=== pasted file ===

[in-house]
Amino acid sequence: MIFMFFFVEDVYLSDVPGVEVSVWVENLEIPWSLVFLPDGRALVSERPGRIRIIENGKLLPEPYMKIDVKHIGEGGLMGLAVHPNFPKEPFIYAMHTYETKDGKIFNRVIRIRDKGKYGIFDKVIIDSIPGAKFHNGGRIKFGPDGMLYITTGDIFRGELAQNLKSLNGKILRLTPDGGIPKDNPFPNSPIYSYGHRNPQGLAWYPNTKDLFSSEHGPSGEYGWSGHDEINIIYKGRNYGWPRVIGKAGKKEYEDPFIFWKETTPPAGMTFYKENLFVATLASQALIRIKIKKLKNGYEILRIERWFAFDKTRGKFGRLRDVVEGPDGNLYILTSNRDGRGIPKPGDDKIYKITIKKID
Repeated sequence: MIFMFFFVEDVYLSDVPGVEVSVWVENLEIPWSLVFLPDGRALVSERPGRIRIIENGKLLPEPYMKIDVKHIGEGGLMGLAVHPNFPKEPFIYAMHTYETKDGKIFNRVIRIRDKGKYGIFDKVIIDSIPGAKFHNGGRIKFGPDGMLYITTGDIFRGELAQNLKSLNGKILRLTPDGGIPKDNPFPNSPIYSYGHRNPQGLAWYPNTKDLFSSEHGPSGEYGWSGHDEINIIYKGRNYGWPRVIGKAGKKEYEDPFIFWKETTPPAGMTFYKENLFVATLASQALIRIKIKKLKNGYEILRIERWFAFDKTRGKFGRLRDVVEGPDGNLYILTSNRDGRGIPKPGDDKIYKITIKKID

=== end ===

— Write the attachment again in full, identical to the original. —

[in-house]
Amino acid sequence: MIFMFFFVEDVYLSDVPGVEVSVWVENLEIPWSLVFLPDGRALVSERPGRIRIIENGKLLPEPYMKIDVKHIGEGGLMGLAVHPNFPKEPFIYAMHTYETKDGKIFNRVIRIRDKGKYGIFDKVIIDSIPGAKFHNGGRIKFGPDGMLYITTGDIFRGELAQNLKSLNGKILRLTPDGGIPKDNPFPNSPIYSYGHRNPQGLAWYPNTKDLFSSEHGPSGEYGWSGHDEINIIYKGRNYGWPRVIGKAGKKEYEDPFIFWKETTPPAGMTFYKENLFVATLASQALIRIKIKKLKNGYEILRIERWFAFDKTRGKFGRLRDVVEGPDGNLYILTSNRDGRGIPKPGDDKIYKITIKKID
Repeated sequence: MIFMFFFVEDVYLSDVPGVEVSVWVENLEIPWSLVFLPDGRALVSERPGRIRIIENGKLLPEPYMKIDVKHIGEGGLMGLAVHPNFPKEPFIYAMHTYETKDGKIFNRVIRIRDKGKYGIFDKVIIDSIPGAKFHNGGRIKFGPDGMLYITTGDIFRGELAQNLKSLNGKILRLTPDGGIPKDNPFPNSPIYSYGHRNPQGLAWYPNTKDLFSSEHGPSGEYGWSGHDEINIIYKGRNYGWPRVIGKAGKKEYEDPFIFWKETTPPAGMTFYKENLFVATLASQALIRIKIKKLKNGYEILRIERWFAFDKTRGKFGRLRDVVEGPDGNLYILTSNRDGRGIPKPGDDKIYKITIKKID